More Charisma … Who, Me?

ChrismaPeople who seek executive coaching are generally looking for advice or training on how to exude charisma. “Charisma” entered the English language in the middle of the 17th century via ecclesiastical Latin, based on the Greek word “kharis,” meaning “favor” or “grace.” It originally signified a God-given talent. This could be the reason many people still believe that charisma is something you’re born with.

Today, charisma means a compelling presence or charm that translates into influence. The Harvard Business Review defined it as “the ability to communicate a clear, visionary, and inspirational message that captivates and motivates an audience.”

True charisma works as well on a single person as it does on a roomful or audience. As a leader, you have two practical tools: transactional power, which is the control of rewards and punishment, and instrumental power, which is the control of tasks.

These two powers can be exhausted quickly. But with the addition of charisma, you can get people to do what you need them to do because they trust you and are inspired by you.

Charisma consists of two prerequisites and half a dozen behaviors. Most people already have the two prerequisites of expertise and mastery of the materials at hand. You must have expertise so the audience feels you know what you are talking about. If you’re in the healthcare business, you need to have healthcare expertise. If you’re in the insurance business, you need to have insurance expertise. Second, you need to have complete mastery of the material at hand, so you can deliver your message without stumbling or fumbling.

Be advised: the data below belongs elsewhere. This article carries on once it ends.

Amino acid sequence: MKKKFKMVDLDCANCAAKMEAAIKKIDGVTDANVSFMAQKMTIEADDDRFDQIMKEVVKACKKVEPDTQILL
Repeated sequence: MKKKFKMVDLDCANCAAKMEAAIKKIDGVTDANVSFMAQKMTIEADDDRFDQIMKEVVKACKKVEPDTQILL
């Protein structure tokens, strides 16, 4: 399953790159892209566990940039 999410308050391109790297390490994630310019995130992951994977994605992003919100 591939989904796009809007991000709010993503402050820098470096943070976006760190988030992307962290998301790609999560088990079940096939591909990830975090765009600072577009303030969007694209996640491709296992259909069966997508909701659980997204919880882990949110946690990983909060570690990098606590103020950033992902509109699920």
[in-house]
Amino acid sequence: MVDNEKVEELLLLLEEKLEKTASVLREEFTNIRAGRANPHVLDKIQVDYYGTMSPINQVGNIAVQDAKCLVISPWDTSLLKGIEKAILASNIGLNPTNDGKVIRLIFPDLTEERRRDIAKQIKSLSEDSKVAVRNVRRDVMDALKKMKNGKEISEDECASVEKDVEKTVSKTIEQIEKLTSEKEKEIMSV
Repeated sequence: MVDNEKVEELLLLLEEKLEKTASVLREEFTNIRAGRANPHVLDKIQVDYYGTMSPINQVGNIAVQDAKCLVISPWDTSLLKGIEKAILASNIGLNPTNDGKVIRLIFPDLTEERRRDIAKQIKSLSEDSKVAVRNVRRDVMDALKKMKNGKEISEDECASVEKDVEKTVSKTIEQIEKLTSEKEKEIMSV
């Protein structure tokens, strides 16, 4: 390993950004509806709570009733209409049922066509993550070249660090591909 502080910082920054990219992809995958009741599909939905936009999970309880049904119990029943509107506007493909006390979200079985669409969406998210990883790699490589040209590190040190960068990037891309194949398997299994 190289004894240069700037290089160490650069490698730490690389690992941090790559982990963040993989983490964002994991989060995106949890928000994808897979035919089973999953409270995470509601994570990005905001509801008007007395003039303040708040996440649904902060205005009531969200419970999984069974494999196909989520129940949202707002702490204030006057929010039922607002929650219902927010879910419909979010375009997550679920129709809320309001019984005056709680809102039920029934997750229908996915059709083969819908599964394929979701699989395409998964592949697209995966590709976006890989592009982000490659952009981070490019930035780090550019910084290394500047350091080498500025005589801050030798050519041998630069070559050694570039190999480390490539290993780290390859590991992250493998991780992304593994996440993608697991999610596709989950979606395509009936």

If you have those two prerequisites, then you just need to refine these six behaviors:

1. Hold your head up
2. Keep your arms comfortably open at your sides unless you’re gesturing
3. Gesture a lot, and do it expansively, with your whole arm
4. Project your voice to the back of the room
5. Make steady eye contact
6. Look sincere

This is a simple matter, but simple doesn’t necessarily mean easy. Many people find the posture and gestures of charisma unnatural. Nevertheless, anyone can learn these behaviors. The more you do them, the more natural they become.

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James E. McClain is the author of Successful Career Development: A Game Plan, the book upon which some of our training programs are based. He has over 30 years' experience as a corporate HR executive, small business owner with ongoing experience in career development and as a college instructor. His educational background includes a B.S. and Masters degrees Education and Certification in Financial Planning. Our promise is that "you can pay more for training but you can not buy better training." The mission is to deliver the most effective and cost effective training and development programs.

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